“This is an apology letter to the both of us for how long it took me to let things go. It was not my intention to make such a production of the emptiness between us playing tuba on the tombstone of a soprano to try and keep some dead singer’s perspective alive. It’s just that I coulda swore you…
“I like the power of light and space physically, because then you can order it materially. Seeing is a very sensuous act - there’s a sweet deliciousness to seeing yourself see something.”—James Turrell (via deliciousdimension)
"…but I press on to make it my own, because Christ Jesus has made me his own. Brothers, I do not consider that I have made it my own. But one thing I do: forgetting what lies behind and straining forward to what lies ahead, I press on towards the goal for the prize of the upward call of God in…
“He sent the Maker thank-you notes for the music he loved. Blunt. In grunts and oinks and growls. His message in those oinks was this: IT’S GOOD TO BE ALIVE.”—Mark Costello on Lester Bangs in “Signifying Rappers”
“A lot of my life is lived in this place that wonders if he might still be alive if we could have known each other. I would be a far better grammarian and he would just be alive (because that was a lot). I get that this is fantastically sick, and sadly blasé, but I believe it. It’s almost like I’m dead, you know. I can’t kill myself because I’m already dead. Irrespective of how that sounds, it’s an okay thing; not just because of the obvious (i.e. not suicide) but because of the inevitable repercussion. Because if I’m that way, you know, there’s a high chance that other people could be that way, and they could die without dying, and I think that’s a good thing for them. I just wonder if I could have told him it was okay not to keep everything alive. He was so much smarter, not just in a bookish way but in the way a well-tuned classic car is, and I don’t know how many people ever get to reach that plateau; that place of whittling the sun into some internal, Motzartesque monologue. So much of him was unheard because he had eaten some type of moss at the wrong age, at least that’s what he seemed to have convinced himself it must have been. I’m certain I could have never said much (What would I say? “Hey, nice tome, ah shit I mean book but I wanted to sound quippy.”) I just like to think I could have heard a little. I could have been better than a barstool (though I’m sure he made more headway there than with many), and sometimes I wonder if that could have been enough. If he could have been dead with somebody so he wouldn’t have to die.”—Thoughts From the Railway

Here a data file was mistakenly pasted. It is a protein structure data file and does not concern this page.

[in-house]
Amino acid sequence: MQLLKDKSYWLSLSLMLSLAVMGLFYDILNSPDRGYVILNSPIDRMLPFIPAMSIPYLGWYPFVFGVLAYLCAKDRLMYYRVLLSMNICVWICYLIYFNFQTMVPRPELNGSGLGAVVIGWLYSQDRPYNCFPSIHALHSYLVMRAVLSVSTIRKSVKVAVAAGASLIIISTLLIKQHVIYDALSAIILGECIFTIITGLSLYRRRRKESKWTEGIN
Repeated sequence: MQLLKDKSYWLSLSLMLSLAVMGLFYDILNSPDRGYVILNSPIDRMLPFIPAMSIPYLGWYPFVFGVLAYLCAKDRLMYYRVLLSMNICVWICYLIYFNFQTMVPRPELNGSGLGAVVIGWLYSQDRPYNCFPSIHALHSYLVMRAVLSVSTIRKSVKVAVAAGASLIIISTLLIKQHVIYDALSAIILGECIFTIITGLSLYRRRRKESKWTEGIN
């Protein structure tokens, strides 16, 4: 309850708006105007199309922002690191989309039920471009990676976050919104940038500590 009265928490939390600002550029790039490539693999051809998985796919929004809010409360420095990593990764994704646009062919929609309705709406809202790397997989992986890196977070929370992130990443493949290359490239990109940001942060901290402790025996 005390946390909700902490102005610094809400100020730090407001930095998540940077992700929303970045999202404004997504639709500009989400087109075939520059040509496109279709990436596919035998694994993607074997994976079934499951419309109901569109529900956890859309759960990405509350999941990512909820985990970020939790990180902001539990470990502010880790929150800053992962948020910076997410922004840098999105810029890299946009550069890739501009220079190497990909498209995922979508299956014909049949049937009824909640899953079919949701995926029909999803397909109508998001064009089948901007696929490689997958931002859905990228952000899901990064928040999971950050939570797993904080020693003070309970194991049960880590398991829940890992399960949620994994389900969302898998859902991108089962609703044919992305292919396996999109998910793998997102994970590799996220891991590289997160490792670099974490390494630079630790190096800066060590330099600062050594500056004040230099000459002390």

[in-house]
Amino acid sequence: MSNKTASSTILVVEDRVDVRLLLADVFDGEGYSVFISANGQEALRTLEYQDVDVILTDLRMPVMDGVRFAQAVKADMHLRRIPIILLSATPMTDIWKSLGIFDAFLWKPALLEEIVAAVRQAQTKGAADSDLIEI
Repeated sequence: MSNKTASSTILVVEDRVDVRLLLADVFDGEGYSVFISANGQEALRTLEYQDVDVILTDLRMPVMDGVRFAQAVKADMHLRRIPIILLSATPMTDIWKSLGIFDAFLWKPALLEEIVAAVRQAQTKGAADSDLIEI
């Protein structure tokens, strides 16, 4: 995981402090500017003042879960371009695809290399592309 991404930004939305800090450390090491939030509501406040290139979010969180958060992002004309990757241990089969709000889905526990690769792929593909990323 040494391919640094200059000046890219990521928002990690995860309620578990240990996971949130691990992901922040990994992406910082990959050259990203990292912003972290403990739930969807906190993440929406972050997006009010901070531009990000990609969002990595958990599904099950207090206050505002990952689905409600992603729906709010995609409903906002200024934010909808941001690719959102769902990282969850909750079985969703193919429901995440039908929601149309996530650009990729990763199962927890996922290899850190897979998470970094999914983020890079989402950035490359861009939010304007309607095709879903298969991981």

“To preach that grace can be taken too cheaply is to presume that the burden of grace’s fulfillment rests in man’s perception of it; if this were so, I would contend that grace will never be enough. But it is not so, grace was given freely in all fullness on all accounts at one moment by one man without concern for adequate reception. Merely its acceptance is required, not its appreciation. If grace can be contorted into something that requires the receiver to offer anything in exchange, such is a transaction and not a gift (and is no grace at all). God will forgive you tomorrow. You are not adding to or lessening the burden he bore in your action. Your life is not determined by how much or how little you sin. Your life is determined by the all the fullness of the life of Christ which dwells within you. Your only task is to accept it. He will move in you and change you; I have no doubt. His Spirit will guide you, and you will be sanctified. To preach the message, “If you sin, you will be forgiven,” is not a cheapening of the Gospel; it is seizing the whole promise that was paid for at great expense. To preach anything else would be the true cheapening of grace.”—Thoughts From the Railway
I Guess This Is a Poem About Being a Prisoner on a Boat in the Middle of a Storm Which Is a Classic Reference to Life Struggles and I'm Sure it Means Something About Spiritual Hardships But I Can't Bring Myself To Title This Poem "Weathering the Storm" or Some Other Stupid Metaphor
My cold-meat-cheek is a puddle on the ship-deck, splintered by rotting, bloated salt-wood.
There are other men, other men who hold fast to the ship.
And though they scream terribly in this the gray of their hell,
they will be called unafraid.
wrists bound, forearms bent around the mast, an additional plank,
I am scum.
Because I was tied here, seen unfit for death, but also for the glory of holding.